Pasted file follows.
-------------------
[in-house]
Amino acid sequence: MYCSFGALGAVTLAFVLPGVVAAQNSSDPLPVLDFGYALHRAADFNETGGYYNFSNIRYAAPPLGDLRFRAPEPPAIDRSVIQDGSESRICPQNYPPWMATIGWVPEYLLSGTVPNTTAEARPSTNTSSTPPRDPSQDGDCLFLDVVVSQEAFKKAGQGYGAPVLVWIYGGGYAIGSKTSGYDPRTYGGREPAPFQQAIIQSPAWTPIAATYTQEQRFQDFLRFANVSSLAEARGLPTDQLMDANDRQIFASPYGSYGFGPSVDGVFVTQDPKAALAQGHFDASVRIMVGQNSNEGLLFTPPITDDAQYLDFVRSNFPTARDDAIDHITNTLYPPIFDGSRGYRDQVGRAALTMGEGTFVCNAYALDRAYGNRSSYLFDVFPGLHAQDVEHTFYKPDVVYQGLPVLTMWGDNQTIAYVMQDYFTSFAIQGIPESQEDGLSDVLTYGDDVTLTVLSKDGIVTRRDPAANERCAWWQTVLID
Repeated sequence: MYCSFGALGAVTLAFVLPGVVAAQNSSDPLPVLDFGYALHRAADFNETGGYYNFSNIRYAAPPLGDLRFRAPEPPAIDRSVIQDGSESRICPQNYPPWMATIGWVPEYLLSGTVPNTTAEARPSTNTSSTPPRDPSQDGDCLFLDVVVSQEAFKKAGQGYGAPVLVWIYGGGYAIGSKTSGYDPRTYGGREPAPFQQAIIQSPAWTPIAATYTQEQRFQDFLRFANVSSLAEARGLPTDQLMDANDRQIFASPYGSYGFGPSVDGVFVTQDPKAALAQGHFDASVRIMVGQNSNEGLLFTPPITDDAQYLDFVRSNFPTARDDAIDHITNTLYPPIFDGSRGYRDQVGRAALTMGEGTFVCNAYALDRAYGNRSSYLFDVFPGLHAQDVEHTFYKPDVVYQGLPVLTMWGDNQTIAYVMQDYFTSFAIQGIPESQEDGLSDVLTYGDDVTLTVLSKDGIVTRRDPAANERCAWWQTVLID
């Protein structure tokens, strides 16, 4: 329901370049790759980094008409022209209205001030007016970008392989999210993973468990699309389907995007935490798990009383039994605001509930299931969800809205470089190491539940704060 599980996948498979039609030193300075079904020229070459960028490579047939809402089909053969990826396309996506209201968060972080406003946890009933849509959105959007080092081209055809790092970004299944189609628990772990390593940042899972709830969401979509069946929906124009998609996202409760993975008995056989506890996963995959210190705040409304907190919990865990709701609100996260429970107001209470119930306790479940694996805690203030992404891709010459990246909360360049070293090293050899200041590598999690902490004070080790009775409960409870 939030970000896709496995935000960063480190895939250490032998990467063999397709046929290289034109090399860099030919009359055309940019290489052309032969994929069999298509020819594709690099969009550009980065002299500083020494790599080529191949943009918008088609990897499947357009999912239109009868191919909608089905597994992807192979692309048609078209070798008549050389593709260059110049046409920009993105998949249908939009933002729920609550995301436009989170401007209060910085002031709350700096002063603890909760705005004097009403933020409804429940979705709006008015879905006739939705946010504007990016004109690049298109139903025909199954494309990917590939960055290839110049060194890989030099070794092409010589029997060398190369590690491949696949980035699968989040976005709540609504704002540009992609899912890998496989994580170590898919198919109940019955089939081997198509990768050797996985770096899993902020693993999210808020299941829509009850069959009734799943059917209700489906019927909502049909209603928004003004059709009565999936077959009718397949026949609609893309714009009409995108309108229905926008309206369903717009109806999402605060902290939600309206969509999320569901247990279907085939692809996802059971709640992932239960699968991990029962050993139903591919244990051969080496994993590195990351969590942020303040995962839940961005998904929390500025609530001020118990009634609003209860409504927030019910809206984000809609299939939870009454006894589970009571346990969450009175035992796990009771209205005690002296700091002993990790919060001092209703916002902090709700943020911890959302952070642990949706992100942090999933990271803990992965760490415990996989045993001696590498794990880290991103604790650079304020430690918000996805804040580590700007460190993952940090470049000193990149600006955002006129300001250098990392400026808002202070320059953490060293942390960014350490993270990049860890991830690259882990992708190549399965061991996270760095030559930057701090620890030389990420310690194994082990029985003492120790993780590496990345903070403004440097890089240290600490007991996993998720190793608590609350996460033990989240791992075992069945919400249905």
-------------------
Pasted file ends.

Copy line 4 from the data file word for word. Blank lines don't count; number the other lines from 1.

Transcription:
């Protein structure tokens, strides 16, 4: 329901370049790759980094008409022209209205001030007016970008392989999210993973468990699309389907995007935490798990009383039994605001509930299931969800809205470089190491539940704060 599980996948498979039609030193300075079904020229070459960028490579047939809402089909053969990826396309996506209201968060972080406003946890009933849509959105959007080092081209055809790092970004299944189609628990772990390593940042899972709830969401979509069946929906124009998609996202409760993975008995056989506890996963995959210190705040409304907190919990865990709701609100996260429970107001209470119930306790479940694996805690203030992404891709010459990246909360360049070293090293050899200041590598999690902490004070080790009775409960409870 939030970000896709496995935000960063480190895939250490032998990467063999397709046929290289034109090399860099030919009359055309940019290489052309032969994929069999298509020819594709690099969009550009980065002299500083020494790599080529191949943009918008088609990897499947357009999912239109009868191919909608089905597994992807192979692309048609078209070798008549050389593709260059110049046409920009993105998949249908939009933002729920609550995301436009989170401007209060910085002031709350700096002063603890909760705005004097009403933020409804429940979705709006008015879905006739939705946010504007990016004109690049298109139903025909199954494309990917590939960055290839110049060194890989030099070794092409010589029997060398190369590690491949696949980035699968989040976005709540609504704002540009992609899912890998496989994580170590898919198919109940019955089939081997198509990768050797996985770096899993902020693993999210808020299941829509009850069959009734799943059917209700489906019927909502049909209603928004003004059709009565999936077959009718397949026949609609893309714009009409995108309108229905926008309206369903717009109806999402605060902290939600309206969509999320569901247990279907085939692809996802059971709640992932239960699968991990029962050993139903591919244990051969080496994993590195990351969590942020303040995962839940961005998904929390500025609530001020118990009634609003209860409504927030019910809206984000809609299939939870009454006894589970009571346990969450009175035992796990009771209205005690002296700091002993990790919060001092209703916002902090709700943020911890959302952070642990949706992100942090999933990271803990992965760490415990996989045993001696590498794990880290991103604790650079304020430690918000996805804040580590700007460190993952940090470049000193990149600006955002006129300001250098990392400026808002202070320059953490060293942390960014350490993270990049860890991830690259882990992708190549399965061991996270760095030559930057701090620890030389990420310690194994082990029985003492120790993780590496990345903070403004440097890089240290600490007991996993998720190793608590609350996460033990989240791992075992069945919400249905």